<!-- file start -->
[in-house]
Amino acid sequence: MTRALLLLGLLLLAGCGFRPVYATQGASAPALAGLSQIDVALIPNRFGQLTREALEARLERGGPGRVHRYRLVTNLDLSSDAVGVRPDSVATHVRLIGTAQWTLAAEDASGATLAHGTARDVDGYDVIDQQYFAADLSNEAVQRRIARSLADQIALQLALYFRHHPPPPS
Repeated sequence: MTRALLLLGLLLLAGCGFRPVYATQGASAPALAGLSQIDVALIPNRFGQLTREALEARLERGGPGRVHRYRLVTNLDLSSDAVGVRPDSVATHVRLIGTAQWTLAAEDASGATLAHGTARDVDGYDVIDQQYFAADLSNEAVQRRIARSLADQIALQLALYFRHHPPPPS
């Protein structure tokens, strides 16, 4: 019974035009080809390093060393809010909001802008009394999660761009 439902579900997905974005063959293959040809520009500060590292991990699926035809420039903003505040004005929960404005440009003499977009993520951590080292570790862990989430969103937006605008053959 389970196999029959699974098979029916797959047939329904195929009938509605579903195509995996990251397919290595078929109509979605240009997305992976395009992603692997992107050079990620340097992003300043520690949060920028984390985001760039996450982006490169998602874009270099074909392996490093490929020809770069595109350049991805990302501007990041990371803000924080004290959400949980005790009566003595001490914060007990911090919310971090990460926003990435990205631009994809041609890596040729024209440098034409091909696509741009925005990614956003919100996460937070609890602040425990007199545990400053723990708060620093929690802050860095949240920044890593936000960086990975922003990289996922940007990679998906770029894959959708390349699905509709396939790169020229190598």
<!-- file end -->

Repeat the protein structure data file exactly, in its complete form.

[in-house]
Amino acid sequence: MTRALLLLGLLLLAGCGFRPVYATQGASAPALAGLSQIDVALIPNRFGQLTREALEARLERGGPGRVHRYRLVTNLDLSSDAVGVRPDSVATHVRLIGTAQWTLAAEDASGATLAHGTARDVDGYDVIDQQYFAADLSNEAVQRRIARSLADQIALQLALYFRHHPPPPS
Repeated sequence: MTRALLLLGLLLLAGCGFRPVYATQGASAPALAGLSQIDVALIPNRFGQLTREALEARLERGGPGRVHRYRLVTNLDLSSDAVGVRPDSVATHVRLIGTAQWTLAAEDASGATLAHGTARDVDGYDVIDQQYFAADLSNEAVQRRIARSLADQIALQLALYFRHHPPPPS
């Protein structure tokens, strides 16, 4: 019974035009080809390093060393809010909001802008009394999660761009 439902579900997905974005063959293959040809520009500060590292991990699926035809420039903003505040004005929960404005440009003499977009993520951590080292570790862990989430969103937006605008053959 389970196999029959699974098979029916797959047939329904195929009938509605579903195509995996990251397919290595078929109509979605240009997305992976395009992603692997992107050079990620340097992003300043520690949060920028984390985001760039996450982006490169998602874009270099074909392996490093490929020809770069595109350049991805990302501007990041990371803000924080004290959400949980005790009566003595001490914060007990911090919310971090990460926003990435990205631009994809041609890596040729024209440098034409091909696509741009925005990614956003919100996460937070609890602040425990007199545990400053723990708060620093929690802050860095949240920044890593936000960086990975922003990289996922940007990679998906770029894959959708390349699905509709396939790169020229190598």